Tate Haidle knew something was wrong when, during a stop in Kansas in the summer of 2015, he was so tired he chose to stay back and sleep instead of heading to a festival to see one of his favorite bands perform.
Back in Billings, after his health continued to decline, he went in for a battery of tests and doctors' visits and learned he'd contracted West Nile virus.
Two days later, the doctor called back to tell him he also had Rocky Mountain spotted fever. He was 21 at the time.
The chances of catching both diseases are one in several million, he said. Haidle's doctor found two reported cases where the patients — both teenagers — had contracted the diseases at the same time and had died.
"For a while, it was really scary," Haidle said.
These days, Haidle is almost back to full strength. He works part-time roasting coffee beans for Mazevo, the coffee shop that took over business from Off the Leaf, and earlier this month he competed in the volleyball tournament at Big Sky State Games.
"That was my first competitive physical activity" since getting sick two years ago, he said. "To be able to do that was incredible."
The summer he got sick, Haidle had been traveling across the Midwest as part of Off the Leaf's mobile coffee bar tour, which set up shop at more than a dozen different music festivals in a dozen different states.
On the mobile coffee tour, he was helping run Off The Leaf's coffee bar and then sleeping in a tent with the rest of the crew at night.
"It rains a lot in the Midwest," he said with a smile.
By the time they got to Wisconsin it was constantly wet and they were camping in groves of trees and bushes, often in puddles. And around the puddles were always dozens of mosquitoes. It was there he first started to notice his fatigue.
At the their next stop, the rock festival in Kansas, he ended up in a hotel room so tired he could hardly keep himself awake. At first he thought it was mononucleosis, something he'd had a couple times before as a teen.
When he returned to Billings, he spent enormous amounts of time sleeping. Haidle's health had gotten so bad that he moved back home and spent 22 hours a day sleeping on the couch in the basement.
His parents Candi and Daryl Haidle struggled to respond.
"You're watching your kid deteriorate in front of you," Candi Haidle said.
They both pushed their son a little to get up and at least try to put a little effort into life, into getting better.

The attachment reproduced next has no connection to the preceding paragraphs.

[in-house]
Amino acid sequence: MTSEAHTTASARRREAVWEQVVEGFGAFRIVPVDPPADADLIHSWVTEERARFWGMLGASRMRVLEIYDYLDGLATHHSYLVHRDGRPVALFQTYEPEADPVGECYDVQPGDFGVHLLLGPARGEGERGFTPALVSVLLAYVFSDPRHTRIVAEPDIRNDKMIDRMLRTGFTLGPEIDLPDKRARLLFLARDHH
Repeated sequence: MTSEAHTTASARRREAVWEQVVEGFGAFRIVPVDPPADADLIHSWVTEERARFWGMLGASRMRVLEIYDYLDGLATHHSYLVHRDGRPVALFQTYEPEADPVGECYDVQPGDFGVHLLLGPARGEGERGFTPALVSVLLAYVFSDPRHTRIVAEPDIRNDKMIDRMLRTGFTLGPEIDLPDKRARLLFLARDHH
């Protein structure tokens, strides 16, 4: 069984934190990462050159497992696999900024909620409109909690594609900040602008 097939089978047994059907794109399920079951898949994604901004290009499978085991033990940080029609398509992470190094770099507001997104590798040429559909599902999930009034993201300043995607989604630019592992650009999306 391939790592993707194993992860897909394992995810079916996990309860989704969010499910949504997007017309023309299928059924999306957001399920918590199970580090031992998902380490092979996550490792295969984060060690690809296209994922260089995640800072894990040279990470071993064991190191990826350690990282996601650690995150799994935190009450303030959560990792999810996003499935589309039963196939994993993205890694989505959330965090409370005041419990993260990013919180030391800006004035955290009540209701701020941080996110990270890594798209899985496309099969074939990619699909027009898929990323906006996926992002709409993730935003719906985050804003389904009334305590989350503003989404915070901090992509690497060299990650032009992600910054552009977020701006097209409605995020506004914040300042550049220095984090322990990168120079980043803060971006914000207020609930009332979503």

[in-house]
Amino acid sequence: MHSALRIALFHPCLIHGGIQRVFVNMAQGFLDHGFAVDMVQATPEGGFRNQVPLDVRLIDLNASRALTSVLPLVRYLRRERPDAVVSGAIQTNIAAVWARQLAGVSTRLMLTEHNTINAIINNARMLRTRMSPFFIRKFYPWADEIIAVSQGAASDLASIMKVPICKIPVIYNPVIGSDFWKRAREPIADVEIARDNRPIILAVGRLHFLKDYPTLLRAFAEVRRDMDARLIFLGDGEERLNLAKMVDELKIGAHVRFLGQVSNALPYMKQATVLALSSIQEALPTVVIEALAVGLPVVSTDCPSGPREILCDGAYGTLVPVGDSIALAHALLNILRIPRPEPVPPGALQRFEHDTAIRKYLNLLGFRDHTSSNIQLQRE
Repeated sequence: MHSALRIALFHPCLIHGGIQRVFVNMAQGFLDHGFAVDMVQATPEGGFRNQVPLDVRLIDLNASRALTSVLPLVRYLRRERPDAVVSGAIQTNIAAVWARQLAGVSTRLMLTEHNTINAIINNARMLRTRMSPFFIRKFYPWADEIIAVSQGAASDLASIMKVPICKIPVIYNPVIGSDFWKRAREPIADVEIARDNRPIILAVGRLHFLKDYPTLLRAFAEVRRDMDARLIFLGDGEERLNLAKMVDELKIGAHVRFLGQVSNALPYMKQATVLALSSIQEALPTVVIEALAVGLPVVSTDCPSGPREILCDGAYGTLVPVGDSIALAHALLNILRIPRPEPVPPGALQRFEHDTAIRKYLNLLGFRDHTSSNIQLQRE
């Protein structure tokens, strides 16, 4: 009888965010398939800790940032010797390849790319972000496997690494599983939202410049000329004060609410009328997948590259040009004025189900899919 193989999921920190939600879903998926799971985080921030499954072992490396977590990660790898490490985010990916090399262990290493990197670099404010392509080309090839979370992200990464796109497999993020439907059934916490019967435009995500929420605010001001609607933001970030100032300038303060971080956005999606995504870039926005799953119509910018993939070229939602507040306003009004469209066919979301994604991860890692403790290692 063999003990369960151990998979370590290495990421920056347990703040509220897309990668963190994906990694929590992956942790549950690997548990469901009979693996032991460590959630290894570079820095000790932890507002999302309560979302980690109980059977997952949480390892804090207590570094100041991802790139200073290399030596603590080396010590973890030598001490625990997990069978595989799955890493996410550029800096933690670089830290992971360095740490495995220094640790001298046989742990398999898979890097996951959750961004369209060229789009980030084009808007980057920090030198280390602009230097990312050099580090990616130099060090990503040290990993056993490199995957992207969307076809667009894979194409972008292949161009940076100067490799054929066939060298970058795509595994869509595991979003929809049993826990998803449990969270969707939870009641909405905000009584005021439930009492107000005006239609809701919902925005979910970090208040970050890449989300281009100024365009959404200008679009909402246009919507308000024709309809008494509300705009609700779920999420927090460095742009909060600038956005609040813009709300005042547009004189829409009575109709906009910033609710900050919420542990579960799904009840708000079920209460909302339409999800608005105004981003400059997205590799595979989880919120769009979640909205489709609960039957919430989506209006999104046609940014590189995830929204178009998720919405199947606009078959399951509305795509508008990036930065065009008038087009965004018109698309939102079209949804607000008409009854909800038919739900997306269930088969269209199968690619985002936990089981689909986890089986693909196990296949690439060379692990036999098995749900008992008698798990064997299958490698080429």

"There's this other component where you want to make sure they're not slacking," Daryl Haidle said.
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There was a day Tate Haidle slept a straight 26 hours. He had dropped from 203 pounds to 167 pounds and seemed to buckle under the lightest physical activity. For Tate, the scariest was that he had trouble speaking. He would struggle to put sentences together and had difficulty communicating.
"He literally could not do anything," Daryl Haidle said.
Candi Haidle said it was at this point that she and Daryl had a moment with Tate that deepened the contours of their relationship.
"We realized we just needed to be there no matter what," she said.
Tate Haidle went to visit his family doctor, Neal Sorensen, and eventually ended up in the offices of David Graham, an infectious disease specialist, where he was diagnosed with West Nile virus and then, two days later, Rocky Mountain spotted fever. Officials believe he was bit by a mosquito carrying West Nile and by a tick carrying spotted fever.
As frightening as the double diagnosis was, it was a relief to finally have some answers.
"It was a little bit shocking," Candi Haidle said. "But it finally put a face on what was going on."
A few months later, the hives started.
"Anytime it got above 70 degrees or I did something like unload the dishwasher I'd get hives," Tate Haidle said.
After eight months, he decided to head out to eastern Montana to continue healing. His grandparents live in Fallon and he joined them there, helping around their place when he could and resting when he couldn't.
It was there where he had an experience that turned the corner on his health. Haidle has believed in God since he was a young child and as he was recuperating at his grandparents' home, he realized in the back of his mind he was working through issues he had wrestled with since he was child.
He had a moment of clarity and came to peace with what he'd been wrestling with. In a moment he felt his heart had been healed, which, Haidle believes, has allowed the rest of his body to heal.
"I'm not supposed to be doing as well as I'm doing," he said.
It's that faith in God, a belief that God was always in control of the situation, that allayed much of the fears of all three. They knew whatever was supposed to happen would happen, and they'd deal with it knowing that it was God's plan.
By December 2016, a year and a half after getting sick, Haidle was clear of both diseases. He's still a little low on energy and he's hoping to be back to 100 percent by the end of the year. His immune system will take years to recover. When he gets a cold, he gets it worse than those around him, and it lasts longer than it does for others.
Looking back on the last two years, Haidle remarked on how his illness brought together his family, which was already tight-knit. He's the oldest of four kids and, along with his parents, his siblings learned just how much they could rely on each other.
"We became a lot closer," Tate Haidle said. "It exposed the value of what really matters."